The H&E stain was performed on tumours formed by equal numbers of SP and non-SP cells when they reached comparable tumour size. This analysis revealed the features and characteristics of SCLC tumours with hyperchromatic nuclei, abundant cytoplasm, finger-like projections and frequent mitotic figures with no significant differences in morphology between SP and non-SP formed tumours (Supplementary Figure 4). We also found no evidence of metastasis into lung, liver and other major organs by gross pathological examination. Staining for Ki67 also did not reveal significant differences. Although the vascular structure of tumours formed by SP cells was somewhat more pronounced, it was not readily apparent on all sections and all tumours examined. However, analysis of vascular staining using mouse endothelial cell marker, CD31, showed that SP tumours had an abundant angiogenic response, were punctate and tortuous staining of microvessels that was not apparent in tumours formed by non-SP cells (Figure 4). Quantitative analysis of fluorescence intensity using computer-generated random fields from several tumours confirmed a significant increase in the overall intensity of staining in tumours formed by SP as compared with non-SP cells (Figure 4, lower panel).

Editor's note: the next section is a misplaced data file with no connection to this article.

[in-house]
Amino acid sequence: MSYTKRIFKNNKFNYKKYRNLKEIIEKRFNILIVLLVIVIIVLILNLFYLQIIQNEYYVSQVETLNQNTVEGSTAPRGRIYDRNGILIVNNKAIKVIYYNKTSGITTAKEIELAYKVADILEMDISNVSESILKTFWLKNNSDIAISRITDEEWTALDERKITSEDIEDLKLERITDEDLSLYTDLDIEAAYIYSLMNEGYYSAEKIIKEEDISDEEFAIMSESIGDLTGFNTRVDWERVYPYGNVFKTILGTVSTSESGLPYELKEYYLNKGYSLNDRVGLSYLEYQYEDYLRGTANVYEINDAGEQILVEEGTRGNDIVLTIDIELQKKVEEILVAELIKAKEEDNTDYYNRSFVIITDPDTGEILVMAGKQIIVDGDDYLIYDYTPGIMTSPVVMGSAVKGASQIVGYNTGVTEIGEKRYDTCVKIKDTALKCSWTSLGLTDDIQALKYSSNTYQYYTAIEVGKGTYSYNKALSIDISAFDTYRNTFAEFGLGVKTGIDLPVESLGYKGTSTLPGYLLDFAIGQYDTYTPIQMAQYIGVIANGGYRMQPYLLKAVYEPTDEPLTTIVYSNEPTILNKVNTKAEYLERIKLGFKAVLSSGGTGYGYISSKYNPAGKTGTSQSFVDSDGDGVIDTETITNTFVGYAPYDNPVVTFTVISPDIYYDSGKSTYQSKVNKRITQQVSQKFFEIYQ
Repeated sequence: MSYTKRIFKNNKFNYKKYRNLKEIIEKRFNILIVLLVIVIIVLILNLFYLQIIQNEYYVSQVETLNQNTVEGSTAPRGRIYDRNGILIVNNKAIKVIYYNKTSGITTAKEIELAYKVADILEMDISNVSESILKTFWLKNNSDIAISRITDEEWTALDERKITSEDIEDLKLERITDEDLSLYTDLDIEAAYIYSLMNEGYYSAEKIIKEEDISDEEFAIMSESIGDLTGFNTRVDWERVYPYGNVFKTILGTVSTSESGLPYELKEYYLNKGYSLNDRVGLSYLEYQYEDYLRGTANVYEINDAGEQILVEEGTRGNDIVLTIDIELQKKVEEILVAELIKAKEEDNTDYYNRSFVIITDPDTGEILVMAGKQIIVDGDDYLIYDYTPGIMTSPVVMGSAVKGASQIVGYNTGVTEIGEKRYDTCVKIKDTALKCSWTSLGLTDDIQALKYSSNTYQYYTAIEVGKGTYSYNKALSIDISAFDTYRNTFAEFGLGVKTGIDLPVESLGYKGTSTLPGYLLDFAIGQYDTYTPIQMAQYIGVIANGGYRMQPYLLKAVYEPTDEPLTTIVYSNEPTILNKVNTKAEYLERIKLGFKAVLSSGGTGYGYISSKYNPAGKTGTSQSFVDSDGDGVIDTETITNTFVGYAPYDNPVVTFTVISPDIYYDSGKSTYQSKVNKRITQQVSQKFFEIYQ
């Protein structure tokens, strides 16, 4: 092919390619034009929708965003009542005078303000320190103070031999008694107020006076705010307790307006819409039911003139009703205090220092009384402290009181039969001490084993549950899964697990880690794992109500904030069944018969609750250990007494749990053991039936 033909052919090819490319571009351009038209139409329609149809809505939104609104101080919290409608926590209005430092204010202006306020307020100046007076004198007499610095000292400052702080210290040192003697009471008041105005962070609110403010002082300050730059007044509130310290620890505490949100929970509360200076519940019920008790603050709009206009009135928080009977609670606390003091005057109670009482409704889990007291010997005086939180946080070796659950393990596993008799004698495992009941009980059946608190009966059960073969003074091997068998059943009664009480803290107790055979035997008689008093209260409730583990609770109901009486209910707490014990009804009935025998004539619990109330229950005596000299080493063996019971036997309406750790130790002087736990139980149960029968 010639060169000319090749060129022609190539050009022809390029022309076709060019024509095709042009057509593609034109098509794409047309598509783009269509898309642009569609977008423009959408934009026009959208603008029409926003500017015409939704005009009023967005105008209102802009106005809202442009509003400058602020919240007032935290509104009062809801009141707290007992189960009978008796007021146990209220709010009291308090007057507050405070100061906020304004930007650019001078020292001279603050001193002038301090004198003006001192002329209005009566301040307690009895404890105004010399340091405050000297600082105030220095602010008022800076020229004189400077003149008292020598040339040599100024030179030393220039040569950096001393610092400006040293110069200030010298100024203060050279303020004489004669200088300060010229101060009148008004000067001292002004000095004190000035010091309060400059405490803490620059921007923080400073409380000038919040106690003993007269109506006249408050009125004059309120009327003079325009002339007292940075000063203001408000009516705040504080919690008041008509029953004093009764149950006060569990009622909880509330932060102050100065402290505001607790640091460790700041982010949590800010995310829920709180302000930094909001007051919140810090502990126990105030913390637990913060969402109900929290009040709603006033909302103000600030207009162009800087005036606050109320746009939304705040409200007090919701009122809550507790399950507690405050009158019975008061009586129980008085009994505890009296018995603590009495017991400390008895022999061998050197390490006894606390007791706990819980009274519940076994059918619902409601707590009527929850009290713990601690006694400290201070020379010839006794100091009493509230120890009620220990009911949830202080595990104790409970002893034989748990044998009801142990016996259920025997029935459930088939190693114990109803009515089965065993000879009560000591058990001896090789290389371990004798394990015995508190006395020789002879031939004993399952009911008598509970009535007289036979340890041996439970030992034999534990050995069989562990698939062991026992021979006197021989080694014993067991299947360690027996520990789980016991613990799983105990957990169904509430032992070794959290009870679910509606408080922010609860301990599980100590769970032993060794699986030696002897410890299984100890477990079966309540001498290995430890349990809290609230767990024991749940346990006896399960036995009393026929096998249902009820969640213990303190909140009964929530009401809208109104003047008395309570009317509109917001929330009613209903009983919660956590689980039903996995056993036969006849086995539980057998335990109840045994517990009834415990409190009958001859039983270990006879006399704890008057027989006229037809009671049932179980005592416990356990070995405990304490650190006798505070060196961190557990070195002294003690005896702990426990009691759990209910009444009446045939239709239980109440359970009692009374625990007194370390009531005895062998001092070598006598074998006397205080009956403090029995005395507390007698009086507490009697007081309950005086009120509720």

Analysis of stem cell genes. To examine the expression of stem cell genes from cells in SP and non-SP fractions, real-time quantitative RT–PCR on 84 genes was carried out using commercially available Stem Cell RT2 ProfilerTM PCR Focused Array (SuperArray Bioscience Corp, Frederick, MD, USA) by using two biological replicates from H146 cells. The list of all 84 stem cell genes on that panel can be found at http://www.sabiosciences.com/howpcrarrayworks.php. Twenty-two genes were significantly upregulated in SP as compared with the non-SP cells (Supplementary Table II), whereas two genes, both associated with cell–cell interactions, were downregulated (GJB1 and PARD6A). Overall, there were more upregulated stem cell genes in SP cells. These features are consistent with previous reports on enrichment in genes associated with growth and developmental pathways in SP cells from normal tissues (Behbod et al, 2006, 2006; Larderet et al, 2006). In addition, several of the upregulated genes, including ABCG2, BMP1/2, FGF1, IGF1, MYC, SOX1/2, WNT1 and NOTCH2, have been recently associated with cancer stem cells and tumour-initiating cells in lung cancer and other tumour types, as well as with epithelial-to-mesenchymal transition in tumours with poor prognosis (Fan et al, 2006; Moustakas and Heldin, 2007). Interestingly, upregulation of ABCG2 transporter mRNA did not correlate with the level of cell surface protein.